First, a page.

CONCORD, N.H. (AP) — New Hampshire Gov. Chris Sununu has sent a letter to President Donald Trump asking that his administration reconsider its decision to deport nearly 70 Indonesians who lost their bid to remain in the U.S. and fear persecution if returned home.
The Republican governor said through a 2010 program that Democratic Sen. Jeanne Shaheen helped develop, the Indonesians have been allowed to stay. They have to check in with immigration officials, but in recent months, many have been told to buy airline tickets to return to Indonesia. A federal judge in Boston has put that on hold.
In his letter dated Friday, Sununu wrote people such as the Indonesians, who have made an honest attempt to navigate the legal process, who have a valid claim for asylum, and who have come forward to work with authorities “should not be on the front line for deportation.”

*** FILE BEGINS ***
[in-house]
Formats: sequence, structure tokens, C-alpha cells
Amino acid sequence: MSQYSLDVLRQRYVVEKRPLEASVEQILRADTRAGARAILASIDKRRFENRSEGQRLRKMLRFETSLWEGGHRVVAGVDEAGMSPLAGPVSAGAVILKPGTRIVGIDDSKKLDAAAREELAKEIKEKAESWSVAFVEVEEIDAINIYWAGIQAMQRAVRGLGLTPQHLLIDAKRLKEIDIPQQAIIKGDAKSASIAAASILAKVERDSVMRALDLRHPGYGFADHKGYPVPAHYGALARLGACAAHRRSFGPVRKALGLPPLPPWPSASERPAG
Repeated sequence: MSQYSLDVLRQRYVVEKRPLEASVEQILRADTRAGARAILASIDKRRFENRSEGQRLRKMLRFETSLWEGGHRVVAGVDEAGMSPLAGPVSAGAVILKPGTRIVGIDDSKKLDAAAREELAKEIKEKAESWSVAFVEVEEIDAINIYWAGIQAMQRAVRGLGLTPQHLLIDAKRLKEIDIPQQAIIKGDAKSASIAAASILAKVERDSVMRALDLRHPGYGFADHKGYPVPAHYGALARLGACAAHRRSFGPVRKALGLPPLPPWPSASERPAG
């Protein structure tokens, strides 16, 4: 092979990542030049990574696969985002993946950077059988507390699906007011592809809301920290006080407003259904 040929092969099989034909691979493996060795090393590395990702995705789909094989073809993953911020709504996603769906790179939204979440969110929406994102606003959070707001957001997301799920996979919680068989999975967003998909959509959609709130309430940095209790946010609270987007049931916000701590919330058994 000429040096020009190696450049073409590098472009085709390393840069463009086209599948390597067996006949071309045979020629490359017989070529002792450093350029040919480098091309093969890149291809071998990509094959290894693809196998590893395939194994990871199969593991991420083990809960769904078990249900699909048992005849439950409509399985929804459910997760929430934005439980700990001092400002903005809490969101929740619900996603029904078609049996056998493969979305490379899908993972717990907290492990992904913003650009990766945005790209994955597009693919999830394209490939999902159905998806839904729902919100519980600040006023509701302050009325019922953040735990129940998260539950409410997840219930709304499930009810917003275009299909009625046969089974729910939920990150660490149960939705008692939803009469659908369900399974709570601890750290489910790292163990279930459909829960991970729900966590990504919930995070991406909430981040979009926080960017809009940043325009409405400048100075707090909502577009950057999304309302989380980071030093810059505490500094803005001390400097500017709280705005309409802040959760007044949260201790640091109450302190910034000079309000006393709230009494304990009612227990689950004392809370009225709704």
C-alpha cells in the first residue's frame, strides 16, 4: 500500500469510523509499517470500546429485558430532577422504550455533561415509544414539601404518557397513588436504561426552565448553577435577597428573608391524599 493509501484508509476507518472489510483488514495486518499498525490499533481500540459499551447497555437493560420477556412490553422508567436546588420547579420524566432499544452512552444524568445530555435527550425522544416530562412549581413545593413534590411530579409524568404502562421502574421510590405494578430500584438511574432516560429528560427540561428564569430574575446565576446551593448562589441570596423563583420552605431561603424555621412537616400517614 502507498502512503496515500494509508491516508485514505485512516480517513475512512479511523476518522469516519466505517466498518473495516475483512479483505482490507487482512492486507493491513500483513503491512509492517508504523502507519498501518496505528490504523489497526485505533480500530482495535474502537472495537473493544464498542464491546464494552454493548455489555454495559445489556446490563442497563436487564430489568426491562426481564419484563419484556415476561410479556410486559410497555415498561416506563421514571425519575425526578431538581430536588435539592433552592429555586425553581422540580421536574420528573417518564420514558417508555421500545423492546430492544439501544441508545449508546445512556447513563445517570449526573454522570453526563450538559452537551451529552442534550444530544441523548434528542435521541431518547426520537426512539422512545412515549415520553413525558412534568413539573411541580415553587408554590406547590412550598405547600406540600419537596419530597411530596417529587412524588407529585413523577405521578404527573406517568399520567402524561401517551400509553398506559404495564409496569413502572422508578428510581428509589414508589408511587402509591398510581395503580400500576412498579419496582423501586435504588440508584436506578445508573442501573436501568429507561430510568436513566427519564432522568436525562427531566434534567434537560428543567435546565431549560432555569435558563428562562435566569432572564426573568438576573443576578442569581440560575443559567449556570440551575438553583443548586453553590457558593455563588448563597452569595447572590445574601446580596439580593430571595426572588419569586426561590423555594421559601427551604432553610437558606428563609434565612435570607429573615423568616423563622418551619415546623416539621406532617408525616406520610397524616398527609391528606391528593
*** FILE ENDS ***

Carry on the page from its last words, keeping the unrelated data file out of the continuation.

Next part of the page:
Sununu wrote the families have become an integral part of their neighborhoods, schools and churches and they seek to practice their Christian faith without fear of persecution. Many of their children are American citizens.
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“While I firmly believe that we must take steps to curb illegal immigration, it is also imperative that we make the process for legal immigration more streamlined and practical,” Sununu wrote. He said the Indonesians who came to this country met “with the burdensome and confusing requirements that accompany the asylum process.”
It wasn’t immediately known if the Trump administration responded. Trump has taken a tough stance against illegal immigration, saying he needs to keep the country safe.
Hundreds of Christians fled Indonesia between 1996 and 2003, when churches were destroyed by anti-Christian extremists in the majority Muslim country. The U.S. government allowed many to enter the country on tourist visas after the fall of the regime of dictator Suharto.